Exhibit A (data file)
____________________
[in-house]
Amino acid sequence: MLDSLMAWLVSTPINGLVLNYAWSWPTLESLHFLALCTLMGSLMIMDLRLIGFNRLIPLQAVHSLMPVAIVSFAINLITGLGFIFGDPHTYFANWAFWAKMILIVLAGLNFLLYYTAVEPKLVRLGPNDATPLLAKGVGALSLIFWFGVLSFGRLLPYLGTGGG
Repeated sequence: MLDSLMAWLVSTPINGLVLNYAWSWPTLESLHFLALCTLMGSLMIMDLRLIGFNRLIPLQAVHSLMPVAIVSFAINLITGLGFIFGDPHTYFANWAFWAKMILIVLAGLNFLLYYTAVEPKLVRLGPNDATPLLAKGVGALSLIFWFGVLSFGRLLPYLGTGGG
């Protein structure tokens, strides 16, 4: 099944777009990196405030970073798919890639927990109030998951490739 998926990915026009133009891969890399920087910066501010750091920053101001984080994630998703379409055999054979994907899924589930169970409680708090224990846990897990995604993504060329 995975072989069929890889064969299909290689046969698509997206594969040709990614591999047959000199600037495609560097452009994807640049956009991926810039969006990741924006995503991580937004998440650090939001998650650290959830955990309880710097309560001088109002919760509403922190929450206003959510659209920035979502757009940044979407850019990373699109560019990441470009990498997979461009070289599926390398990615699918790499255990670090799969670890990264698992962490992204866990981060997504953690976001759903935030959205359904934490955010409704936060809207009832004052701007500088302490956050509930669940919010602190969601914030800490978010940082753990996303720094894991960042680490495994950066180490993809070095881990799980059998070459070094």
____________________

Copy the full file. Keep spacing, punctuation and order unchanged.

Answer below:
[in-house]
Amino acid sequence: MLDSLMAWLVSTPINGLVLNYAWSWPTLESLHFLALCTLMGSLMIMDLRLIGFNRLIPLQAVHSLMPVAIVSFAINLITGLGFIFGDPHTYFANWAFWAKMILIVLAGLNFLLYYTAVEPKLVRLGPNDATPLLAKGVGALSLIFWFGVLSFGRLLPYLGTGGG
Repeated sequence: MLDSLMAWLVSTPINGLVLNYAWSWPTLESLHFLALCTLMGSLMIMDLRLIGFNRLIPLQAVHSLMPVAIVSFAINLITGLGFIFGDPHTYFANWAFWAKMILIVLAGLNFLLYYTAVEPKLVRLGPNDATPLLAKGVGALSLIFWFGVLSFGRLLPYLGTGGG
């Protein structure tokens, strides 16, 4: 099944777009990196405030970073798919890639927990109030998951490739 998926990915026009133009891969890399920087910066501010750091920053101001984080994630998703379409055999054979994907899924589930169970409680708090224990846990897990995604993504060329 995975072989069929890889064969299909290689046969698509997206594969040709990614591999047959000199600037495609560097452009994807640049956009991926810039969006990741924006995503991580937004998440650090939001998650650290959830955990309880710097309560001088109002919760509403922190929450206003959510659209920035979502757009940044979407850019990373699109560019990441470009990498997979461009070289599926390398990615699918790499255990670090799969670890990264698992962490992204866990981060997504953690976001759903935030959205359904934490955010409704936060809207009832004052701007500088302490956050509930669940919010602190969601914030800490978010940082753990996303720094894991960042680490495994950066180490993809070095881990799980059998070459070094």